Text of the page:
Dr Catherine Dupré
Catherine Dupré holds a PhD from the European University Institute. She is an Associate Professor of Comparative Constitutional Law.
She is the director of the Human Rights and Democracy Forum based at the University of Exeter.
Her office hours are onTuesdays and Thursdays between 2.30 pm and 3.30 pm, in B112 (Amory building)
My work focuses on the interaction between human rights, democracy and constitutionalism in Europe.
I have been a pioneer in studying and developing the concept of human dignity in the field of comparative constitutional law and my latest monograph, The Age of Dignity: Human Rights and Constitutionalism in Europe (Hart 2015) was the first comprehensive and theoretical engagement with these issues in the European context. You can watch me discuss key issues of this book in the Dignity Rights International reading group in January 2021.
I expanded the original theoretical scope of my research with an ESRC-funded project on ‘Human Dignity in UK Legal Practice: Realities, Challenges, Potentials’ in collaboration with Daniel Bedford (University of Portsmouth) and barristers from London-based chambers, including Doughty Street, Garden Court and Matrix. This work fed into a special issue of the European Human Rights Law Review on human dignity in UK legal practice (issue 2/2019) that I guest-edited .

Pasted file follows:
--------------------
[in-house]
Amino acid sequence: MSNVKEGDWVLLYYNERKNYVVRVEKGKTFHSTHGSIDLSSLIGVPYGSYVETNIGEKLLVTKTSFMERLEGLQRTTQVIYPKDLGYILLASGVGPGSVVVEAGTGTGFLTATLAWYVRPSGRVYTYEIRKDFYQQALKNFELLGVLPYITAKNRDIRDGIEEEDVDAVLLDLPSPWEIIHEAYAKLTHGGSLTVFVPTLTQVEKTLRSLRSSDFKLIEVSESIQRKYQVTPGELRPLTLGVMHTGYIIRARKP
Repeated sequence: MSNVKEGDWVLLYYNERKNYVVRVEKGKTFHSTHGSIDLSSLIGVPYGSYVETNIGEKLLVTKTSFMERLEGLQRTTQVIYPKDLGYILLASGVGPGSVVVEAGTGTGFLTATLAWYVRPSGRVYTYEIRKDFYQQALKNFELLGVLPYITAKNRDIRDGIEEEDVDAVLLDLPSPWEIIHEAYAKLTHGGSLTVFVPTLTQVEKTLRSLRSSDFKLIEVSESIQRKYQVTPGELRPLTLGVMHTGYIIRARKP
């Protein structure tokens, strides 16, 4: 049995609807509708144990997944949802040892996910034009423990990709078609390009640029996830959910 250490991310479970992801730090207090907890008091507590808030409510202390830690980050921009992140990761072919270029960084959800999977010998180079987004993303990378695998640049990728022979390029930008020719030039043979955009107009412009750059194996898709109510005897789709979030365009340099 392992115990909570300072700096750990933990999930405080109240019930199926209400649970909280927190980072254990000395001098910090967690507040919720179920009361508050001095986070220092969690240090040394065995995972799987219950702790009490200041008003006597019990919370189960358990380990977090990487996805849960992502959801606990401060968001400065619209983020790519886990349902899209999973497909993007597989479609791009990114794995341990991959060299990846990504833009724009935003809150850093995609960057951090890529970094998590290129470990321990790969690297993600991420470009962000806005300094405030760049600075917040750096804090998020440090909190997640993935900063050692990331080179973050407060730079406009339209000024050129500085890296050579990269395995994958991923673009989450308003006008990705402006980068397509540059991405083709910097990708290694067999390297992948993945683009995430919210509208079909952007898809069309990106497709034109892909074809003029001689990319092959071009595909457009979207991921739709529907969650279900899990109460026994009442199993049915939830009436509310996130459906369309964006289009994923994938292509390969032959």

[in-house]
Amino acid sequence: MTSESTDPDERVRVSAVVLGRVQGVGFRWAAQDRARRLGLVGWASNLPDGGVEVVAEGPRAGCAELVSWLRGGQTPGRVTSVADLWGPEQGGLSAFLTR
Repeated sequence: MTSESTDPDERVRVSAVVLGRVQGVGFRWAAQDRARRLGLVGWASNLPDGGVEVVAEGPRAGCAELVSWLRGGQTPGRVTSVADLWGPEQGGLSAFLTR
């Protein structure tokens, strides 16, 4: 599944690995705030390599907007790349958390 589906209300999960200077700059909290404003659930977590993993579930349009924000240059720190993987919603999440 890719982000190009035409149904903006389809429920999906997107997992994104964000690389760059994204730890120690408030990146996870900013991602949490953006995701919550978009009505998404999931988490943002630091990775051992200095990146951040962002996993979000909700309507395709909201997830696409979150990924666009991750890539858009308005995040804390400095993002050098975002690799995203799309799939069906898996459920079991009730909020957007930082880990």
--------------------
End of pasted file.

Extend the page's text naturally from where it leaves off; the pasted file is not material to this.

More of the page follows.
I have continued to explore the connections between human dignity and democracy and I have co-edited (together with Daniel Bedford, Gabor Halmai and Panos Kapotas) a collection entitled ‘Human Dignity and Democracy in Europe: Synergies, Tensions and Crises’ (E Elgar 2022). You can watch a discussion of this book hosted by Dignity Rights International on 4 May 2022. This project also built on my earlier research on Hungarian constitutionalism which took on renewed significance following the adoption of the Hungarian Fundamental Law in 2011. At that time, I was one of the first scholars to engage in critical discussion of the Hungarian government’s self-proclaimed turn to ‘illiberal democracy’ and my analysis of the Fundamental Law’s provision on human dignity was translated into Hungarian, Spanish, Italian and French (see publications page).
My research on constitutionalism has also included the unprecedented constitutional reform process in Iceland, which followed the collapse of their banking system in 2008. Together with Agust Thor Arnason, I co-edited the first comprehensive study of the reform from beginning to end which brings together key actors in that process: Icelandic Constitutional Reform: People, Processes, Politics (Routledge 2020). The book was launched in December 2020 at the University of Akureyri (Iceland). Most contributors took part in the discussion, including the Icelandic Prime Minister who opened the event and the President of the Republic of Iceland who paid tribute to the work of Agust Thor Arnason.
More recently, I have extended my reflection on time, human dignity and democracy in relation to the issues of climate change and the rights of future generations. You can watch my presentation at the University of Essex human rights and climate change symposium in June 2021 here.
I am happy to supervise postgraduate research on most topics of comparative constitutional law with a European focus, and I have a special interest in human rights, human dignity, constitutional crises, constitutional justice and adjudication, constitutional reform and drafting, as well as ECHR law.